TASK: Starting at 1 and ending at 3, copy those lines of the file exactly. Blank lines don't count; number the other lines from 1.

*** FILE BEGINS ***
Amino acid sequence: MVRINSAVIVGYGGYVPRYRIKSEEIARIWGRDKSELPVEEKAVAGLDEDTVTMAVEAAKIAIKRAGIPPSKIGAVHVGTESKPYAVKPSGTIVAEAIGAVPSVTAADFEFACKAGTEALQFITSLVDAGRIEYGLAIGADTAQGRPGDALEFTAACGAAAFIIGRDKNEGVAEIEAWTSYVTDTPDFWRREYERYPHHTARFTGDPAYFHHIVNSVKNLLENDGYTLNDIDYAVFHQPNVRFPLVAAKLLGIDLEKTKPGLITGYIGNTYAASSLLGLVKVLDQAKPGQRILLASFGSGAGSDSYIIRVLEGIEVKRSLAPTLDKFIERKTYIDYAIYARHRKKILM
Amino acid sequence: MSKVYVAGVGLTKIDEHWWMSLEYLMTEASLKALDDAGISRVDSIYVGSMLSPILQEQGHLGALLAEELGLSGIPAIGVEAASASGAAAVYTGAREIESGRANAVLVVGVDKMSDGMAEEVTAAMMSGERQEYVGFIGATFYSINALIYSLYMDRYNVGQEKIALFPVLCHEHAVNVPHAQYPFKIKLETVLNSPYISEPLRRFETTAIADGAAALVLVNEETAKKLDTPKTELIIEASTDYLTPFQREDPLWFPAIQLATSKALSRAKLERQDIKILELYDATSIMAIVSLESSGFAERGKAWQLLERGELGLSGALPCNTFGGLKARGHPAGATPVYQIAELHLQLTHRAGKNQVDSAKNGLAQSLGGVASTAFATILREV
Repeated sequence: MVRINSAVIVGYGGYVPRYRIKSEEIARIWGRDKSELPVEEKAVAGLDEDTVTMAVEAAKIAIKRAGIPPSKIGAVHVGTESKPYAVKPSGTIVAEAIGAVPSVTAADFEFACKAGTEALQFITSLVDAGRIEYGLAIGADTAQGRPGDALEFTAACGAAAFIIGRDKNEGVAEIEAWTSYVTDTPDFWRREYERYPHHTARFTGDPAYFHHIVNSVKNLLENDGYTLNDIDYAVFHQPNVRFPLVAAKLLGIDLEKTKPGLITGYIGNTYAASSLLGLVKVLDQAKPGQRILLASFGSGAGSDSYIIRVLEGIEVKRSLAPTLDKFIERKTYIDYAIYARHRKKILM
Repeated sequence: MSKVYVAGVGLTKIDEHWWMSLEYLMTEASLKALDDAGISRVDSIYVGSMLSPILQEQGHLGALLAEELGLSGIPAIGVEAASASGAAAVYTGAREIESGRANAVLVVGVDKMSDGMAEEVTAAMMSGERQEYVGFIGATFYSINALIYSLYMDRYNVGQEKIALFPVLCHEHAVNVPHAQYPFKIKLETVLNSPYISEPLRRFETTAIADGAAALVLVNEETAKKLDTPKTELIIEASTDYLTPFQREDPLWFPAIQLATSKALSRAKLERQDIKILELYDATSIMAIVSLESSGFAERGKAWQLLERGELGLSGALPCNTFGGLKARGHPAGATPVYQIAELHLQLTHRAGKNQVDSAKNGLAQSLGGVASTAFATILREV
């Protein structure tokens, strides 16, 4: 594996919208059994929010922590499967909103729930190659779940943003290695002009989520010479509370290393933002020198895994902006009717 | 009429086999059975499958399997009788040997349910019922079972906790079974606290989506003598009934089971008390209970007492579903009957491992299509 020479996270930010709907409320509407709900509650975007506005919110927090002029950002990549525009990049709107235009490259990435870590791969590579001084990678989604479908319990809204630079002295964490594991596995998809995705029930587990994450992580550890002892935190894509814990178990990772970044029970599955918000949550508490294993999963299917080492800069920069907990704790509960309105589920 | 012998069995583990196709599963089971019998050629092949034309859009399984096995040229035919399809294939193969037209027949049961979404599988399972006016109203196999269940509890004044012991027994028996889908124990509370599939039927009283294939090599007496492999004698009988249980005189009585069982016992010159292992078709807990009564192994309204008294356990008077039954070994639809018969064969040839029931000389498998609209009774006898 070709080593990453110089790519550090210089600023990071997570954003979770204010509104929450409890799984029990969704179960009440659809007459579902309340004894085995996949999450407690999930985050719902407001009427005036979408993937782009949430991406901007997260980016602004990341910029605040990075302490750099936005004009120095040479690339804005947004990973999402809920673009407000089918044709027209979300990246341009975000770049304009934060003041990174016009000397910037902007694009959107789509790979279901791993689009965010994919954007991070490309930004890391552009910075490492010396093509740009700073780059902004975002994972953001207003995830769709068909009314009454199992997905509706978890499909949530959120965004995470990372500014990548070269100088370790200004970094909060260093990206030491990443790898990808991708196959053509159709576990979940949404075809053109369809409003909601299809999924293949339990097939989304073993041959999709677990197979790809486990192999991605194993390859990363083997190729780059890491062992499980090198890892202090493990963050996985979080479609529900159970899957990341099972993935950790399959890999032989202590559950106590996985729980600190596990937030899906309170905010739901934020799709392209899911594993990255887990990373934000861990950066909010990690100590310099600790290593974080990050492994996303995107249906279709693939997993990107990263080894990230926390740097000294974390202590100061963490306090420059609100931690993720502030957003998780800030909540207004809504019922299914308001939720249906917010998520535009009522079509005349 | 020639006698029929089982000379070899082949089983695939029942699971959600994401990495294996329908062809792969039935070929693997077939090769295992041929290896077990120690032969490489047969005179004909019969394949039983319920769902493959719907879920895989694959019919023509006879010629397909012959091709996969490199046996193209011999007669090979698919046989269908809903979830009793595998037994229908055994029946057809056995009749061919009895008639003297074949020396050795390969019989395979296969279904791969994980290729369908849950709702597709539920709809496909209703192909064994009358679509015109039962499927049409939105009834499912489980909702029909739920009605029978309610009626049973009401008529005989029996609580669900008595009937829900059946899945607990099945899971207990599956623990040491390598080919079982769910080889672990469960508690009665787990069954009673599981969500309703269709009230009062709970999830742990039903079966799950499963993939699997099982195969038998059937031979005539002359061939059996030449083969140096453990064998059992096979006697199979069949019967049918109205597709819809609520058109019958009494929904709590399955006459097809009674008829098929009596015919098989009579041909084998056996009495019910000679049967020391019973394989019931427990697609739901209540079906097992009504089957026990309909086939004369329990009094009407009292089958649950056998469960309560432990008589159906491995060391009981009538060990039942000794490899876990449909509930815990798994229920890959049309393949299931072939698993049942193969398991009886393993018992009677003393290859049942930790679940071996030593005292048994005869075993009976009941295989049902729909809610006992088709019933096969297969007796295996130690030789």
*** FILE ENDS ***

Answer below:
Amino acid sequence: MVRINSAVIVGYGGYVPRYRIKSEEIARIWGRDKSELPVEEKAVAGLDEDTVTMAVEAAKIAIKRAGIPPSKIGAVHVGTESKPYAVKPSGTIVAEAIGAVPSVTAADFEFACKAGTEALQFITSLVDAGRIEYGLAIGADTAQGRPGDALEFTAACGAAAFIIGRDKNEGVAEIEAWTSYVTDTPDFWRREYERYPHHTARFTGDPAYFHHIVNSVKNLLENDGYTLNDIDYAVFHQPNVRFPLVAAKLLGIDLEKTKPGLITGYIGNTYAASSLLGLVKVLDQAKPGQRILLASFGSGAGSDSYIIRVLEGIEVKRSLAPTLDKFIERKTYIDYAIYARHRKKILM
Amino acid sequence: MSKVYVAGVGLTKIDEHWWMSLEYLMTEASLKALDDAGISRVDSIYVGSMLSPILQEQGHLGALLAEELGLSGIPAIGVEAASASGAAAVYTGAREIESGRANAVLVVGVDKMSDGMAEEVTAAMMSGERQEYVGFIGATFYSINALIYSLYMDRYNVGQEKIALFPVLCHEHAVNVPHAQYPFKIKLETVLNSPYISEPLRRFETTAIADGAAALVLVNEETAKKLDTPKTELIIEASTDYLTPFQREDPLWFPAIQLATSKALSRAKLERQDIKILELYDATSIMAIVSLESSGFAERGKAWQLLERGELGLSGALPCNTFGGLKARGHPAGATPVYQIAELHLQLTHRAGKNQVDSAKNGLAQSLGGVASTAFATILREV
Repeated sequence: MVRINSAVIVGYGGYVPRYRIKSEEIARIWGRDKSELPVEEKAVAGLDEDTVTMAVEAAKIAIKRAGIPPSKIGAVHVGTESKPYAVKPSGTIVAEAIGAVPSVTAADFEFACKAGTEALQFITSLVDAGRIEYGLAIGADTAQGRPGDALEFTAACGAAAFIIGRDKNEGVAEIEAWTSYVTDTPDFWRREYERYPHHTARFTGDPAYFHHIVNSVKNLLENDGYTLNDIDYAVFHQPNVRFPLVAAKLLGIDLEKTKPGLITGYIGNTYAASSLLGLVKVLDQAKPGQRILLASFGSGAGSDSYIIRVLEGIEVKRSLAPTLDKFIERKTYIDYAIYARHRKKILM